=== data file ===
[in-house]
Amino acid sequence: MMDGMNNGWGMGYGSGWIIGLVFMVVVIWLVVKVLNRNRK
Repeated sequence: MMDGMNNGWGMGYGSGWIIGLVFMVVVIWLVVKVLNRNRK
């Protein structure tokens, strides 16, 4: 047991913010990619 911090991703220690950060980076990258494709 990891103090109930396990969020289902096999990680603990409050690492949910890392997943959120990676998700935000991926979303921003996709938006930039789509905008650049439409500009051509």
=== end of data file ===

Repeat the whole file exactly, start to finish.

[in-house]
Amino acid sequence: MMDGMNNGWGMGYGSGWIIGLVFMVVVIWLVVKVLNRNRK
Repeated sequence: MMDGMNNGWGMGYGSGWIIGLVFMVVVIWLVVKVLNRNRK
């Protein structure tokens, strides 16, 4: 047991913010990619 911090991703220690950060980076990258494709 990891103090109930396990969020289902096999990680603990409050690492949910890392997943959120990676998700935000991926979303921003996709938006930039789509905008650049439409500009051509």